you simply type:

{client, put, '_', return} 

and you get the same result; a match specification which will give you the return information from the calls which are matched by the pattern. One can also use caller to get the calling function.

>>> add info on flags

Tracing example

So, lets set up a trace on the loop function of the server module and a trace on the client functions that access the server node. Remember we have to specify patterns, nodes and flags.

1> onviso:trace([{server, loop, '_', []}, 
                 {client, put, '_', return},
                 {client, get, '_', return}], 
                ['server@linux', 'client@linux'],
                {all, [call]}).

{ok, 1}

If Onviso could connect to the nodes it will return with ok and a reference number. We will see the usage of this shortly. Make sure that you are using the same magic cookie on all the nodes you want to connect to.

erlang:set_cookie(node(), inviso).

Note that the trace is activated once the function is executed. This means it will now start collecting traces on the respective nodes, eventually to be written to file.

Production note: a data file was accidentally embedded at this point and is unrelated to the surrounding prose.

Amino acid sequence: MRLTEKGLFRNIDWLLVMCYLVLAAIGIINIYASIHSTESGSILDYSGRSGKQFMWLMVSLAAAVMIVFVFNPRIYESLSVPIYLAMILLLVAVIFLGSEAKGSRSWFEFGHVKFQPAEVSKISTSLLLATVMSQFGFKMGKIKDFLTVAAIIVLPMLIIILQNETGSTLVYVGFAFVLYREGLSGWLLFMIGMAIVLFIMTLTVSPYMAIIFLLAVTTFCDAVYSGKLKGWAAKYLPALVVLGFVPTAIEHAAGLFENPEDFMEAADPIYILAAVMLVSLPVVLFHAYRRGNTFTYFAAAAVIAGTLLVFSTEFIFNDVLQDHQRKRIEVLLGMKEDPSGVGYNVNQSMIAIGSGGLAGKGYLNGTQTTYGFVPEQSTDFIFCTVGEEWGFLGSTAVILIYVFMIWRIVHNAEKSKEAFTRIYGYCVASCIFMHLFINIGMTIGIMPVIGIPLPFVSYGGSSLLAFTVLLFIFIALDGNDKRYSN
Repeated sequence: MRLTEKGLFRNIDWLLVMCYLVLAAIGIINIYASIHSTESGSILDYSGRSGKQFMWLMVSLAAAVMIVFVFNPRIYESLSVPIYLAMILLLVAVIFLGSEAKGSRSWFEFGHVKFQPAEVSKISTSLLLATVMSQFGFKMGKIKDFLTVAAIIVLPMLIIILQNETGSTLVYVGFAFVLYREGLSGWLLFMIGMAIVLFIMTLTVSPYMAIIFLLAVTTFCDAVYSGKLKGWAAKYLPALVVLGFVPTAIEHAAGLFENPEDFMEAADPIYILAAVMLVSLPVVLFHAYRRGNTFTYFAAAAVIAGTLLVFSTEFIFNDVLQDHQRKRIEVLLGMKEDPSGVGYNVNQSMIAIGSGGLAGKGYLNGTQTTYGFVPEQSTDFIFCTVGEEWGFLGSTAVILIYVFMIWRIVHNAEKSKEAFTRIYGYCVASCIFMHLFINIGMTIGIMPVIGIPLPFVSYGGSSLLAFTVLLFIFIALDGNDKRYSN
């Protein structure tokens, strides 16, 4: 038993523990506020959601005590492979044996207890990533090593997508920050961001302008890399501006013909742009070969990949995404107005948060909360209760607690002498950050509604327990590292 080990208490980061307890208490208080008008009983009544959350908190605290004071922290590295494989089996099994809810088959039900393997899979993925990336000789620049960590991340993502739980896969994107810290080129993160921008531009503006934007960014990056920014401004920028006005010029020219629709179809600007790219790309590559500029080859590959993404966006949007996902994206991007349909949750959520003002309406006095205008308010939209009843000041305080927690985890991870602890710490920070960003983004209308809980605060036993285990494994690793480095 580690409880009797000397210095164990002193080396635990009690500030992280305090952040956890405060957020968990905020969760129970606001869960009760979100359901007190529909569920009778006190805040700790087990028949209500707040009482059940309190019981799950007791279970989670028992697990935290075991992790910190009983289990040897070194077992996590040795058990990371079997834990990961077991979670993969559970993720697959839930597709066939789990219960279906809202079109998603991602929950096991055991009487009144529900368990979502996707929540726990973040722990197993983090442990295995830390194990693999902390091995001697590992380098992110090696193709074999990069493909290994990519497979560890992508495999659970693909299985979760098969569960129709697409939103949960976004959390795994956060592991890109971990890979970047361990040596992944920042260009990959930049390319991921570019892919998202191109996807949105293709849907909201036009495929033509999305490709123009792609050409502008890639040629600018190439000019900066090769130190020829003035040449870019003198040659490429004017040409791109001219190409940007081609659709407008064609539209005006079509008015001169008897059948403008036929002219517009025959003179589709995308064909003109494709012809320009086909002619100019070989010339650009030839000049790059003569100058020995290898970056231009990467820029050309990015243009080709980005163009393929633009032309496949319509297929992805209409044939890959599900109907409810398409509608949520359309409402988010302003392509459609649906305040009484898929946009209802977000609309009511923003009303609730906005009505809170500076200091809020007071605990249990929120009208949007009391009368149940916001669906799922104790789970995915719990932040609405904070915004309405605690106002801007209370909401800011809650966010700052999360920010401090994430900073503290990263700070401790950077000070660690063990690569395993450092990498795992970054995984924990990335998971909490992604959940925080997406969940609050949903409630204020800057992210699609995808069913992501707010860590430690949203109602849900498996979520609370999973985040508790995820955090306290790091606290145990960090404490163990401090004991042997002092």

Collecting the results

Taking care of what was traced, i.e merge/X

Protecting live systems

The architecture of Inviso has already some protection for live systems built-in, but there's actually more to it. You can also specify own functions to monitor the load of the node. This section will cover an introduction to the architecture used by Inviso and we'll also set-up a trace using the so called overload protection.


Background to relaying (architecture), ways of relaying (collector/relayer, file)

Overload protection

How do we specify protection against system overload

More merging

As mentioned in the introduction there are endless ways one can merge and analyze the traces collected. To use a well known cliché: only your imagination sets the limit.

In this section we'll look at two examples to illustrate some of the possibilities. Please feel free to add more examples to this section.


Function calls Function time execution


Checking states Visualizing flow